Relying on a feedback loop between businesses and customers to fix bad behavior isn’t a good model. Customers have complicated reasons for why they patronize one business over another — convenience, price, tradition, the food — and whether they had a bad experience with one employee is just part of the equation. Exposito kept returning to the pizzeria that made her uncomfortable until the manager crossed one line too many.
As for the deli owner with the inappropriate comments, Andrea says the food is good and there aren’t many other options in town at that level. “We’ll go back,” she says, though she adds that she’ll probably try not to make eye contact with the man and to avoid him if she can. “This is an institution that preexisted him and will outlive him. It’s not about this guy,” she says.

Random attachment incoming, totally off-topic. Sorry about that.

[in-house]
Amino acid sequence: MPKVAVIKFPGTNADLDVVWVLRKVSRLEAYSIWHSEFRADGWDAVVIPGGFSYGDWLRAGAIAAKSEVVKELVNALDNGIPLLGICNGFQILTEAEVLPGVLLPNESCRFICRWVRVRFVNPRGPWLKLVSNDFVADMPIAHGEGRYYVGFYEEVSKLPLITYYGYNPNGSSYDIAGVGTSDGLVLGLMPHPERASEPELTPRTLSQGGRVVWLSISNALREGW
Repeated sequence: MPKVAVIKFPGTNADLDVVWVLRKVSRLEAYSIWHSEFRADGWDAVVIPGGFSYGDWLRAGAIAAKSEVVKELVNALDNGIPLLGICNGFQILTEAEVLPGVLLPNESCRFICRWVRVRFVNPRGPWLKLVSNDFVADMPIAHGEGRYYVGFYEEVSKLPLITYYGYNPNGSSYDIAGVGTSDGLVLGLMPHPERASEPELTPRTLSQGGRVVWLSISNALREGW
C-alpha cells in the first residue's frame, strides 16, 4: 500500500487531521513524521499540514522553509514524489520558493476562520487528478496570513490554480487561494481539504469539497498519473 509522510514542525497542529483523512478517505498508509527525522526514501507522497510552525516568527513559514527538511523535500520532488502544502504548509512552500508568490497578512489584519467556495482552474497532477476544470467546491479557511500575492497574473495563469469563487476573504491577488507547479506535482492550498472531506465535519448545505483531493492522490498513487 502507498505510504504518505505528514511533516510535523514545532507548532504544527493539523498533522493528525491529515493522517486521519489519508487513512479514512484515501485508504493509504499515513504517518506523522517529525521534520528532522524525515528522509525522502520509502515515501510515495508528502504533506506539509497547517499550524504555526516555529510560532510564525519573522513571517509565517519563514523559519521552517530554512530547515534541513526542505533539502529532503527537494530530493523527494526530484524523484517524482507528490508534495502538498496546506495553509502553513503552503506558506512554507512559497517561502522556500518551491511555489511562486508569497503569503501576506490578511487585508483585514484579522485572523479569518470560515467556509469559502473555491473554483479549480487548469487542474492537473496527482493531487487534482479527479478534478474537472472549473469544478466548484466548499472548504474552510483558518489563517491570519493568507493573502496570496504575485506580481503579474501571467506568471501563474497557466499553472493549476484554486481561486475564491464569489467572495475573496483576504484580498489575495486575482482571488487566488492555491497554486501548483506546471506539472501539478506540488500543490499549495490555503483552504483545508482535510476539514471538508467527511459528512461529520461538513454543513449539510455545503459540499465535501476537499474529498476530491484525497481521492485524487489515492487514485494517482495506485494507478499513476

In other words, a Yelp review of the place might read, “Best sandwiches in town. Owner might make sex jokes about you. Weird vibes.” Four stars.
Tove Danovich is a freelance journalist and former New Yorker who now lives in Portland, Oregon. Follow her on Twitter @TKDano.
Kevin VQ Dam is a Vietnamese-American illustrator currently based in Oakland, CA.
Editor: Hillary Dixler Canavan